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Phoebe: Patron and Emissary [Paperback]

Joan Cecelia Campbell
5.0 out of 5 stars  See all reviews (2 customer reviews)
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5.0 out of 5 stars A three dimensional picture of Phoebe Dec 7 2010
By Laurie
Format:Paperback
This woman's name, Phoebe, is mentioned once in the New Testament. Her description is sparse at best, only two lines in Romans 16:1-2: 'I commend to you our sister Phoebe, a deacon of the church at Cenchreae, so that you may welcome her in the Lord as is fitting for the saints, and help her in whatever she may require from you, for she has been a benefactor of many and of myself as well.' Yet the author, Sister Joan Campbell, sets out to draw on the social-science method of biblical research in order to produce for and to provide to the reader a clear, concise and three-dimensional picture of Phoebe.

Through the introduction and the four chapters that follow, the reader is introduced to Phoebe, her world and her place in it. One of the critical pieces of information provided is the background of the society and times in which Phoebe and Paul lived that have bearing upon Paul's commendation of her as noted above. This explanation is also accompanied by the defining of the terms sister, diakonos (deacon), patron and emissary.

'While it is tempting for us to fill in the gaps by recourse to our own social system, we must resist the temptation, realizing that we are foreigners in the land of the Bible.' (93) This is a very real and persistent temptation to reach what the reader could consider to be a quick and reasonable explanation when, in fact, it would only serve as a 'red herring'. The author in a clear and straightforward way lays out the information of the collectivistic society of the day, the important of family and relationship and the roles that honour and shame also played in the life of that society.
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By Marilyn
Format:Paperback
From just two verses of Paul's Letters in Romans 16, which on the surface reads like a typical welcome, Joan Campbell, New Testament professor and author, of Phoebe: Patron and Emissary, with the aid of the social-scientific method and archaeological evidence reconstructs an important female figure in the early Jesus movement in Kenchreai. With such evidence the author, digs below the surface to allow us the more intimate privilege of walking the streets and roads of Phoebe's Kenchreai and meeting her associates who lived over two thousand years ago. Through this investigation, we gain insight into the social roles that Paul ascribes to Phoebe as our sister, diakonos, and prostatis and what these roles entailed in first-century Mediterranean Jesus groups.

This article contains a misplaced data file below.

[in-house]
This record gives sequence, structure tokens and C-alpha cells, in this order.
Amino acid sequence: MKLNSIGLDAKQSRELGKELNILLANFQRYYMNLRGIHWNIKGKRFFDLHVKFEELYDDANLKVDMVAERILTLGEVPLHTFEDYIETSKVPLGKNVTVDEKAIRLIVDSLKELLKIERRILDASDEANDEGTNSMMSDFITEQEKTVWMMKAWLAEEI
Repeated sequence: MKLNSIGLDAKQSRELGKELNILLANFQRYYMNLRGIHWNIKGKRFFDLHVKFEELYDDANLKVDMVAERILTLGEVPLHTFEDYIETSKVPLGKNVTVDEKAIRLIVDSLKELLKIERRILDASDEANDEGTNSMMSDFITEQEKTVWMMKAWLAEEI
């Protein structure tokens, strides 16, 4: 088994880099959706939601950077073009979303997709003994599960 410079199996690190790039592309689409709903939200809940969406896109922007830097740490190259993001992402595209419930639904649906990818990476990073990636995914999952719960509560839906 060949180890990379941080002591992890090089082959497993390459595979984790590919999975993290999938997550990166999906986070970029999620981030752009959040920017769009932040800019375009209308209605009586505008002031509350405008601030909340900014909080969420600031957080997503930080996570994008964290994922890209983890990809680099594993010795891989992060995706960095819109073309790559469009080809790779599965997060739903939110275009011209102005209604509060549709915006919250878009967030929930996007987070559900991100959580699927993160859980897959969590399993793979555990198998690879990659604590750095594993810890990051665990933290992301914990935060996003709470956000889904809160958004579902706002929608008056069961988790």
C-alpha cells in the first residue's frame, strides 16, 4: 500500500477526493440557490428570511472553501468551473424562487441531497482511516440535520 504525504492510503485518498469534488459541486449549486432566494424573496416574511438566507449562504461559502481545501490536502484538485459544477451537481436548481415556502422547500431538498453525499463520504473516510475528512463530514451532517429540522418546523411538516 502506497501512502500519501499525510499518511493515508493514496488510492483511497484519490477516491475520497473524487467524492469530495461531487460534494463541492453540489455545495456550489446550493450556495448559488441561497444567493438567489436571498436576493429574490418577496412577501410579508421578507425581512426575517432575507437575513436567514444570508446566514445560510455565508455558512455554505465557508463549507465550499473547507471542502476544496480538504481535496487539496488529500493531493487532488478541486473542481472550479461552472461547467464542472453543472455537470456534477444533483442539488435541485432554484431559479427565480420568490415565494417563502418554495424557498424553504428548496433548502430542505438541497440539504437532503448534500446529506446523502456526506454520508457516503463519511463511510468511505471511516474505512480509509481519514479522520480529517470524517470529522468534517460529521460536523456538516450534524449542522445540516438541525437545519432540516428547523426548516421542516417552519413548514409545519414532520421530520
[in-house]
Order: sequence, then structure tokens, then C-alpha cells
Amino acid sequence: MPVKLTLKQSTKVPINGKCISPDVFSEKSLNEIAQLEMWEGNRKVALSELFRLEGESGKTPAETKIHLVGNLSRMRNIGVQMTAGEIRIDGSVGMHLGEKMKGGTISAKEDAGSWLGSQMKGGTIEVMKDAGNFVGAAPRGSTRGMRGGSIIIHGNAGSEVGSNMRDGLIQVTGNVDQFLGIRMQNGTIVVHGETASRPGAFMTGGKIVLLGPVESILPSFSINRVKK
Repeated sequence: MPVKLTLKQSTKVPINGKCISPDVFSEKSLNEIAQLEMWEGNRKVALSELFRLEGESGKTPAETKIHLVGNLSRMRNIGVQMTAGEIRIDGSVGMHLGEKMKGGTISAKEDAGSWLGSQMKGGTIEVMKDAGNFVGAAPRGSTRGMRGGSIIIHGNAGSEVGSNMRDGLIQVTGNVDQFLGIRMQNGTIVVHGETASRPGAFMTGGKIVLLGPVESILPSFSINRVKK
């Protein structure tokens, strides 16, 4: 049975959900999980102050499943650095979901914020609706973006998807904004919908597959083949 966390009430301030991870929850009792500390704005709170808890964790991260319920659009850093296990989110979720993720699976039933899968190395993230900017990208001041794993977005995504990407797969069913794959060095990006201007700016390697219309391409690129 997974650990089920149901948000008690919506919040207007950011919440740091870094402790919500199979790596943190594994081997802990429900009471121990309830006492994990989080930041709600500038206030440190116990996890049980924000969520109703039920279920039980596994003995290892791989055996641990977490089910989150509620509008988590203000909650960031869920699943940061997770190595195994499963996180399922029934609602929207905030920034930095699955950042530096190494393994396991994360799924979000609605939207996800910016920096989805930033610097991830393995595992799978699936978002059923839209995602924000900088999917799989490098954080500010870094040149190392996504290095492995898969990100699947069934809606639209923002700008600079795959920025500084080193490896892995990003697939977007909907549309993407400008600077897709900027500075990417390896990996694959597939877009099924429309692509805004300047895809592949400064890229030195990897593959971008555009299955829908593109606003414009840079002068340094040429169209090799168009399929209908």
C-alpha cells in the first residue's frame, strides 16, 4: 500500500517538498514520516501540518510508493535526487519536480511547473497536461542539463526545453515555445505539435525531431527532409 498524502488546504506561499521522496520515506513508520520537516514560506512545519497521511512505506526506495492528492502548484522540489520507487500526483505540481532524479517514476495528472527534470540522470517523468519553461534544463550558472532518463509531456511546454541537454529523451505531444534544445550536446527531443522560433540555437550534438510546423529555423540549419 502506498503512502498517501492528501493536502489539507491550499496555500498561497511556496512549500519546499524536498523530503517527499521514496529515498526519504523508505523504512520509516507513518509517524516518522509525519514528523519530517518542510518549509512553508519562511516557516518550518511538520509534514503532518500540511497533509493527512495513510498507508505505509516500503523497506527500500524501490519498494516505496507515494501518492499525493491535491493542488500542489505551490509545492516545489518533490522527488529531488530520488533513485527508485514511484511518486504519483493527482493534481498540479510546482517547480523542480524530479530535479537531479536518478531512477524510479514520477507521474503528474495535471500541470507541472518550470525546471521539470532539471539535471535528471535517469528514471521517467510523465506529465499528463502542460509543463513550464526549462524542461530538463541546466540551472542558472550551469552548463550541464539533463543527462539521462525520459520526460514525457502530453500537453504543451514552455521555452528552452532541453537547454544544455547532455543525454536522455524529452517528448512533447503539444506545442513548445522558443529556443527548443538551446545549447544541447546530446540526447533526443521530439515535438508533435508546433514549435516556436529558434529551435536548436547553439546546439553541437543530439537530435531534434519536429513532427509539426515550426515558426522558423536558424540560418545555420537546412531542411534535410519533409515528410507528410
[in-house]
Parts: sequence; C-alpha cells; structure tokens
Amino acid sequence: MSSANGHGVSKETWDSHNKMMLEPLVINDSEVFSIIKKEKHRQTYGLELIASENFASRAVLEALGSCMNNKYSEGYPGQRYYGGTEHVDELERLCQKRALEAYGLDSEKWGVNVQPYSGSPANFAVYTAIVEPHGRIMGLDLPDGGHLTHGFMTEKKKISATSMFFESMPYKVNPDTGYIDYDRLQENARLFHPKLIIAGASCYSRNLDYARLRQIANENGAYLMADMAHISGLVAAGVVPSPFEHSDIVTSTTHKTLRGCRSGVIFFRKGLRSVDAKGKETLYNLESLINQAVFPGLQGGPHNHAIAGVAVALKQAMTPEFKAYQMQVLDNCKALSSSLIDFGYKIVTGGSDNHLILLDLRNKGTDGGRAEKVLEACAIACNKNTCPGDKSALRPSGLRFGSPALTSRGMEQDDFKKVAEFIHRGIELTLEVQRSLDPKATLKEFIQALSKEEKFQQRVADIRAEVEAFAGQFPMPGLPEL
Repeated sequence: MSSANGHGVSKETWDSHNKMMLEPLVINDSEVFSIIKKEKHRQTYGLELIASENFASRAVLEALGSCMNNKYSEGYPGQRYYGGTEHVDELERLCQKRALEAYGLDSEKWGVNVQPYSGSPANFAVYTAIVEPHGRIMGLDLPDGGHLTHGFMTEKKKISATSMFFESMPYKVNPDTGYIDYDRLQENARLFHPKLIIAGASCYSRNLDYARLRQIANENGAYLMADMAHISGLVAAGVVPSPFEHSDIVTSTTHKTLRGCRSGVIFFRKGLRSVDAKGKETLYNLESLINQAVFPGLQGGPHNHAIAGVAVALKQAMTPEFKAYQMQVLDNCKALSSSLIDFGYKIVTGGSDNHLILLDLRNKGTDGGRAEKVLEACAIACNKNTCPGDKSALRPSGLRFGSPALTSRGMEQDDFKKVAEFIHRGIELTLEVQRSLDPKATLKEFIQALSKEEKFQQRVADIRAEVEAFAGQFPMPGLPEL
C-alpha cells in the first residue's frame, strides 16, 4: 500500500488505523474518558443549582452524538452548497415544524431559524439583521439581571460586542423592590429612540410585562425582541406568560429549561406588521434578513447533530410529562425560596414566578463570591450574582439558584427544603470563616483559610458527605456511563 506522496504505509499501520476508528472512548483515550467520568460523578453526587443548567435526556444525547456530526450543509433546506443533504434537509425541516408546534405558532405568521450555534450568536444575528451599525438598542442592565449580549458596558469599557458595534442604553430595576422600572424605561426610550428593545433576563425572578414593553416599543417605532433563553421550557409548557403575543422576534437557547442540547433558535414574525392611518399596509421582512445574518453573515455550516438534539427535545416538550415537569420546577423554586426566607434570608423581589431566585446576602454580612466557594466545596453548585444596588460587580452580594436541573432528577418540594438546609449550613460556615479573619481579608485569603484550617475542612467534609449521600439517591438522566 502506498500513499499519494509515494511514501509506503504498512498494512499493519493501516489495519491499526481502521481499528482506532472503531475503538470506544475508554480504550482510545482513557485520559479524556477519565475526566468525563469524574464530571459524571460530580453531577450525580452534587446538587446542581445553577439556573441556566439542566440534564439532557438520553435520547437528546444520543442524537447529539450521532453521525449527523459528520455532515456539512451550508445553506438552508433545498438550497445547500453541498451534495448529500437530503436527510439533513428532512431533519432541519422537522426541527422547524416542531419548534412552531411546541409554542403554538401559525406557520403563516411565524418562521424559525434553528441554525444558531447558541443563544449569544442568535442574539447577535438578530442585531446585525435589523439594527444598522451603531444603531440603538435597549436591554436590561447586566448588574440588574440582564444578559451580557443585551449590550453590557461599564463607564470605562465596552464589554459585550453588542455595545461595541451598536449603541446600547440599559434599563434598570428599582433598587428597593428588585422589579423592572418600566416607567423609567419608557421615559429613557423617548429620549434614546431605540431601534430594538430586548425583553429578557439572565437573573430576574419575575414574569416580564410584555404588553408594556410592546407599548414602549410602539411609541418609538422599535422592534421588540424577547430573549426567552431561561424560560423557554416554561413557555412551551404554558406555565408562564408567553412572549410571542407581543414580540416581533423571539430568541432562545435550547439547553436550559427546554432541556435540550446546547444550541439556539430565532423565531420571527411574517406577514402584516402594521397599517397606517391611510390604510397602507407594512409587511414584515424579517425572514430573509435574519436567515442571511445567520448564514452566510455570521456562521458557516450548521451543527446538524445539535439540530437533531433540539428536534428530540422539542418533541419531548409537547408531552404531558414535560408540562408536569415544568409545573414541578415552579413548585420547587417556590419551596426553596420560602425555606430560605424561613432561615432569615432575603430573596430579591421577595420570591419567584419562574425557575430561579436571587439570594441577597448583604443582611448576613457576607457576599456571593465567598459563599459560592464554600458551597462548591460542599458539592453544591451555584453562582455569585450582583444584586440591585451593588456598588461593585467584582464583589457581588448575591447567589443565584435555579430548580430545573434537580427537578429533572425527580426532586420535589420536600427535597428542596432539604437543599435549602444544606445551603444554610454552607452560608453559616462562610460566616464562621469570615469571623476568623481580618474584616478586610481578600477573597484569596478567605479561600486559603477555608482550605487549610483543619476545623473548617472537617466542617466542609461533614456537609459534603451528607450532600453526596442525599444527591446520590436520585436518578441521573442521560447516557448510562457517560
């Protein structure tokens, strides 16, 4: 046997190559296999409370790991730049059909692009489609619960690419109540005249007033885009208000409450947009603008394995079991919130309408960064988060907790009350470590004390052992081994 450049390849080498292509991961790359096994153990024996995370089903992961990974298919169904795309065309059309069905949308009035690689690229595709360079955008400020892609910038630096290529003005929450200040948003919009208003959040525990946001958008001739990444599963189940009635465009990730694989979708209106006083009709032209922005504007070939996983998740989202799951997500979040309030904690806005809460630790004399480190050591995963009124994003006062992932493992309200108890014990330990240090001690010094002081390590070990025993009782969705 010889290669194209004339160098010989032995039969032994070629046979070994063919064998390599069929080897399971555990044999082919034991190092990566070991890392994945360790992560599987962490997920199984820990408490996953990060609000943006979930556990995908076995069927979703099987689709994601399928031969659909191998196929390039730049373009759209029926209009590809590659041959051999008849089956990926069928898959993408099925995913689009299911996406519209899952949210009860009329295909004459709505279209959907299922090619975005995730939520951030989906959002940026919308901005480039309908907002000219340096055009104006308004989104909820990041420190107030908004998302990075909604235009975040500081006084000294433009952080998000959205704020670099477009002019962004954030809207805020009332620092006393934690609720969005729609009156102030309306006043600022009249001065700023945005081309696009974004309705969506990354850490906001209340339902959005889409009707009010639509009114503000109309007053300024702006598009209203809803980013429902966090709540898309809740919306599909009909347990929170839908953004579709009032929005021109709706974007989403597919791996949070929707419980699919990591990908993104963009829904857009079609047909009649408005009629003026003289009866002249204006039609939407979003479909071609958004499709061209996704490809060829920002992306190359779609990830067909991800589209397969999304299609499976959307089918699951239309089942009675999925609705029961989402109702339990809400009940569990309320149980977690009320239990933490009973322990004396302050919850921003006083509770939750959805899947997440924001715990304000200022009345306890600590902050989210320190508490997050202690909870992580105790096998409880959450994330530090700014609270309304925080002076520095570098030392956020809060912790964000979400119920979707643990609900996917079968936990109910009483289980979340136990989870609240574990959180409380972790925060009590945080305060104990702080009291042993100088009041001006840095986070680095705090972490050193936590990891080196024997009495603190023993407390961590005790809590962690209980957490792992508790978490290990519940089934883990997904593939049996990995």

Campbell's work, written in a clear and concise style, introduces the reader to Phoebe, through the first century Mediterranean life in which she lived. For the reader, there is no denying that Phoebe was a "real" woman whom Paul viewed as a central player in his plans to spread the gospel .In calling her a benefactor, "prostatis, of many community members and of Paul himself, Paul implies that he has been dependent upon her sphere of influence to expand his mission in Kenchreai. Perhaps she offered her house for meetings or acted as a host to travelling nascent Christians, or she may have introduced Paul to others who became community benefactors. The titles that Paul used to describe Phoebe offer evidence that Phoebe, is important as Paul's missionary partner -"our sister" (adelphe')- a term that Campbell's research indicates could just as accurately be used to refer to the female membership of a missionary partnership similar to that of Timothy.
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Amazon.com: 5.0 out of 5 stars  1 review
5.0 out of 5 stars Bought this Book for my daughters University class – Great Price! March 13 2014
By Randy - Published on Amazon.com
Format:Paperback|Verified Purchase
I was really happy to be able to purchase this book for my daughter's University class. It was a much lower price than the University bookstore plus it arrived at her University mail box in just a couple of days. Excellent - I recommend it highly!
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